Seerman says buyers of the units fell into two main categories: wealthy New Orleanians who wanted to sell their large homes in the city’s Garden District and St. Charles Avenue corridor and be downtown, convenient to the French Quarter and the city’s waterfront; and pieds á terre for people with connections to New Orleans who want a residence in the Crescent City. The conversion’s architect was Cambridge Seven of Cambridge, Massachusetts.
“At the foot of the Canal Street, it’s adjacent to the front porch of New Orleans, its riverfront,” says Seerman. He adds that in the wake of Hurricane Katrina in 2005, the building went dark and remained unoccupied for years. “People in the city really supported it being redeveloped,” he says.
One Hundred Van Ness in San Francisco, completed in 1974 by architect Albert F. Roller, used to have a pre-cast concrete facade. Marc Babsin, president/principal of Emerald Fund, the project’s redeveloper, hired SCB to completely reskin the office building and convert it into residential. Completed in 2015, the reskinning from pre-cast to floor-to-ceiling glass made it a better performing building environmentally, avers Strachan Forgan, executive director of SCB’s San Francisco office.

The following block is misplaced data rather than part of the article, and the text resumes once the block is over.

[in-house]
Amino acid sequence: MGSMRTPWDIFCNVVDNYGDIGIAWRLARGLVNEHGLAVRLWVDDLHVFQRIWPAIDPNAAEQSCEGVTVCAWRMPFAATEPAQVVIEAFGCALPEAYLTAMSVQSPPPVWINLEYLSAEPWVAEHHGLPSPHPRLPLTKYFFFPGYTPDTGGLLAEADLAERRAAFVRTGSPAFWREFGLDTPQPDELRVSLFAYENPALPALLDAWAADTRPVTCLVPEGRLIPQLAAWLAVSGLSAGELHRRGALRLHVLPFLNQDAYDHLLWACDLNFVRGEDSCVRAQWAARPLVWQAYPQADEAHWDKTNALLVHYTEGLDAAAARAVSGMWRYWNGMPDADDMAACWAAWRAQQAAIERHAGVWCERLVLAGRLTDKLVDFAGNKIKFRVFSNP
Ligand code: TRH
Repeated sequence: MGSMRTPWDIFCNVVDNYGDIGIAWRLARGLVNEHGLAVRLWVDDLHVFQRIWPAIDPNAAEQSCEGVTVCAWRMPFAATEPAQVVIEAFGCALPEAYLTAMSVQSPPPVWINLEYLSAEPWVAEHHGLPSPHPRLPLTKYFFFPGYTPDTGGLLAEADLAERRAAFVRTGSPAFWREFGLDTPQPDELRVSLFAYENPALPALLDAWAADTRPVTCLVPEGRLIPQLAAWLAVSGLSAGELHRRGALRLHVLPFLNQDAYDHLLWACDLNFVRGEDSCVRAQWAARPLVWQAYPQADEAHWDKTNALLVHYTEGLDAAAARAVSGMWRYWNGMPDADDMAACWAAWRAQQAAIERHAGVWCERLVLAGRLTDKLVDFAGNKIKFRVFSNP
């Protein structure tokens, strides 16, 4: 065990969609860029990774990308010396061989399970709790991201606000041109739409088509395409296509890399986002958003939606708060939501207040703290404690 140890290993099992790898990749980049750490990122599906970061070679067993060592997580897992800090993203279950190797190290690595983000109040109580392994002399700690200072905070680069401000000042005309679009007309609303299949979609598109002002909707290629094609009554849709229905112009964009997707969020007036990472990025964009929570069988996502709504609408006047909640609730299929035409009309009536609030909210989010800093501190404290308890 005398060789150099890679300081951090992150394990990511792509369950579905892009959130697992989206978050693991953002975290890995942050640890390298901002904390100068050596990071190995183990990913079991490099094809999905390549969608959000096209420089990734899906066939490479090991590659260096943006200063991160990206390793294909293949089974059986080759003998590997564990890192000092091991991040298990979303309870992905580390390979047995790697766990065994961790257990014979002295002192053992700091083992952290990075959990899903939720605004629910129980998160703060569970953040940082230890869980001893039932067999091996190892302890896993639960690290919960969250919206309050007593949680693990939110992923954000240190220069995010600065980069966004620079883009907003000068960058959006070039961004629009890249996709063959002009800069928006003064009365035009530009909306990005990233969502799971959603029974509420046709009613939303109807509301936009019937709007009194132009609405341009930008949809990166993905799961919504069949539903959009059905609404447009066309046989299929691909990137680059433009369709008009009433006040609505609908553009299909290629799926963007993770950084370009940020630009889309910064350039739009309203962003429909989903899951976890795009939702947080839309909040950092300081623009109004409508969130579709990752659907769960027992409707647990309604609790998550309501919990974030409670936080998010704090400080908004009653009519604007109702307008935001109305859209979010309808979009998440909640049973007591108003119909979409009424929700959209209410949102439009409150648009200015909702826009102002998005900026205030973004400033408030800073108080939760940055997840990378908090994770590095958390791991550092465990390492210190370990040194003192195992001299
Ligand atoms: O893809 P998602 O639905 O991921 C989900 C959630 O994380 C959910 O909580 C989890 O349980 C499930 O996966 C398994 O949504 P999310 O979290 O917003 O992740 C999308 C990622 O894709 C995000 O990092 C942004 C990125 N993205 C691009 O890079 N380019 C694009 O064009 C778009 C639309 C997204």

“We really capitalized on the views,” Forgan says, an important amenity for a building that charges luxury rents. A one bedroom there goes for $3,300 per month, Babsin says. Because of the large floor-to-floor configuration of the original building, Forgan adds, the units have ten-foot ceilings. “We knew we could command higher rents with floor to ceiling glass and excellent views,” he adds.
Columbia’s Lachman points out that “gateway” cities like Boston, New York, and San Francisco have always been popular places to park money by investing in real estate and using them as pieds á terre. But she adds that for all of their high profile, luxury conversions are a relatively small part of the overall conversion pie. “Conversion is being targeted to affordable and market rate housing and not just luxury housing,” she says.
Pre-World War II office buildings tend to have more character and are prime candidates for conversion. Developer Babsin says his company continues on the lookout for other possible conversions in San Francisco, but that it’s a challenge.
“Office-to-residential conversion is the topic du jour right now in San Francisco,” Babsin says. “The problem is that the numbers are just not working because construction costs in San Francisco are astronomically high. The rent/price numbers are just not there to make the project pencil out.”
Nonetheless, he remains optimistic about the conversion format. “We keep looking for the right buildings to convert. I’m sure the trend will continue.”